State Comptroller Susana Mendoza was leading by a wide margin in her bid for another term as Illinois’ chief fiscal officer.
With 75% of the total vote counted, Mendoza had 2,038,375 votes, or 57.7% to Teresi’s 1,430,515 votes or 40.5% and McCloskey’s 65,095, or 1.8% of the vote, according to unofficial vote totals.
Mendoza, a former Chicago city clerk, previously was elected to a partial term in December 2016 before winning a full term in 2018. She previously served six terms in the Illinois House and ran unsuccessfully for Chicago Mayor.
“And so I probably signed up for the toughest job in government at that time,” she said during a podcast interview with Capitol News Illinois. “You’ll recall, we basically had, I wouldn’t say an absentee governor, but we had a governor who was actively destroying the state’s finances and decimating the state’s social safety network.”
Teresi, of Crystal Lake, is a certified public accountant and McHenry County’s auditor.
“I am running because Illinois is the most corrupt, the most fiscally mismanaged, highest taxed, highest foreclosure rate in the nation,” Teresi said in a separate interview. “And I am running because I am a (certified public accountant), I am a certified fraud examiner, I’m a certified internal auditor with a proven track record and financial leadership experience the state has never had before in its history of the comptroller’s position.”
As comptroller, Mendoza takes credit for reducing the state’s $16.7 billion backlog of unpaid bills to under $4 billion and bringing down the state’s billing cycle for vendor payments to 30 days.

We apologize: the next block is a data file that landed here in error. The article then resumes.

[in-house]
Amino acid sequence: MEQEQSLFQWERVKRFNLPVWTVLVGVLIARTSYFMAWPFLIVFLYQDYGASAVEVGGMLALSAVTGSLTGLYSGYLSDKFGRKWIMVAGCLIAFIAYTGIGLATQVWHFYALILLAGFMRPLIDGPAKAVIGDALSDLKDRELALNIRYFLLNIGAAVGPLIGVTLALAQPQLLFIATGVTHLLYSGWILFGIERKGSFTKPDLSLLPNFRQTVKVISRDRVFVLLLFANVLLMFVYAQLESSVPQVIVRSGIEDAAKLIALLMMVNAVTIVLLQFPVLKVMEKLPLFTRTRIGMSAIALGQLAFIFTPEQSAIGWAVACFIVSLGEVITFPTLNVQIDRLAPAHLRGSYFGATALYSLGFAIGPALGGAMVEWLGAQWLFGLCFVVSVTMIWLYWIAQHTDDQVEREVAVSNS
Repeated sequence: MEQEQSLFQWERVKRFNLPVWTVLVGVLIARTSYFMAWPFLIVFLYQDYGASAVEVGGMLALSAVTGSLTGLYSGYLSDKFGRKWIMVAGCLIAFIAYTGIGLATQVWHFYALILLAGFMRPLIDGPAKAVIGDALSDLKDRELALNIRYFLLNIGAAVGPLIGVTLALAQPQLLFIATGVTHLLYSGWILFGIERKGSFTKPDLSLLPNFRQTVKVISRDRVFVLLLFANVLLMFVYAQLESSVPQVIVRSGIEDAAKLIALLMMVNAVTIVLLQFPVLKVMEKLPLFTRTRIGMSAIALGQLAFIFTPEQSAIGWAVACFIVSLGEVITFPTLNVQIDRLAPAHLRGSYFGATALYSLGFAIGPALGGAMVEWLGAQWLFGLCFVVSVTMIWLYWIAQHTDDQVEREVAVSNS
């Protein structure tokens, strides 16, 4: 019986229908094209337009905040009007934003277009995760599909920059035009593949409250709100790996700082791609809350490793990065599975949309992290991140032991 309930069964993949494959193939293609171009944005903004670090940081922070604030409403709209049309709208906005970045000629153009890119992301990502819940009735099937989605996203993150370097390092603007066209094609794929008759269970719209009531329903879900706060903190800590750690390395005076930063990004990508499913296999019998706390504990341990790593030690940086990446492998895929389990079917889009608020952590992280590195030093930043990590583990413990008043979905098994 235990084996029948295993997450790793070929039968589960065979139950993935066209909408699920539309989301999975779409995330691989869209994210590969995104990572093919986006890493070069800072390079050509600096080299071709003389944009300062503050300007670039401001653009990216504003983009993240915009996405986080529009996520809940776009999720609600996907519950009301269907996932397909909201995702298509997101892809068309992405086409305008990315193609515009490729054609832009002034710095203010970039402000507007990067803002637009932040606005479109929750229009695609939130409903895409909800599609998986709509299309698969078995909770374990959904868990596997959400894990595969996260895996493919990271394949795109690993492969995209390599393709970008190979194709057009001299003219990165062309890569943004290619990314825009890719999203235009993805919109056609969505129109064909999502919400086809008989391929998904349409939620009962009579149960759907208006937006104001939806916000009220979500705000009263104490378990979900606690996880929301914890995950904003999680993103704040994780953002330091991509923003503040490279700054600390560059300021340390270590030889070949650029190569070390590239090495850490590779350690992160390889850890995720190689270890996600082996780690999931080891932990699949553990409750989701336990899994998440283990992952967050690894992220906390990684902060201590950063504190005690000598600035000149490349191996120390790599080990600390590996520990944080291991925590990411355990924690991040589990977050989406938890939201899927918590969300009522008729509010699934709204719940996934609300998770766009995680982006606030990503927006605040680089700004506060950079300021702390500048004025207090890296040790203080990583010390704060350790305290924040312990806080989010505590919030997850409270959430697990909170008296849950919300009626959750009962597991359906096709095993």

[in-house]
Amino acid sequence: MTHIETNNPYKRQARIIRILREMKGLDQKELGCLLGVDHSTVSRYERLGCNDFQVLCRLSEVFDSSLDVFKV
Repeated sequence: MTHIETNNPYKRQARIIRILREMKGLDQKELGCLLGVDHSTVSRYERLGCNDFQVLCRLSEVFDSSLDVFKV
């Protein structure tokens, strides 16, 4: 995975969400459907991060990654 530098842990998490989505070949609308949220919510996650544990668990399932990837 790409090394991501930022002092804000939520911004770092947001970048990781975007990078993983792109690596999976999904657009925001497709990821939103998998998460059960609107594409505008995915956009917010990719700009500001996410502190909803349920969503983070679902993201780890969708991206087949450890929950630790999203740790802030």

“That is nothing short of remarkable,” Mendoza told CNI. “And I’m very proud that the people of Illinois trusted me not just once, but twice by electing me twice to this position.”
Teresi counters that the debt reduction, along with Illinois’ credit upgrade, is attributable to federal money state government received to help during the coronavirus pandemic.
“The state has received over 185 billion collectively to not just the state, but all the agencies within the state,” Teresi told CNI. “And this has bolstered the economy. And they are trying to take credit for it.”
“According to state records, the state itself received about $8.1 billion, which Mendoza and the Pritzker administration say was all used for one-time expenses related to the pandemic,” CNI reported.
Capitol News Illinois contributed.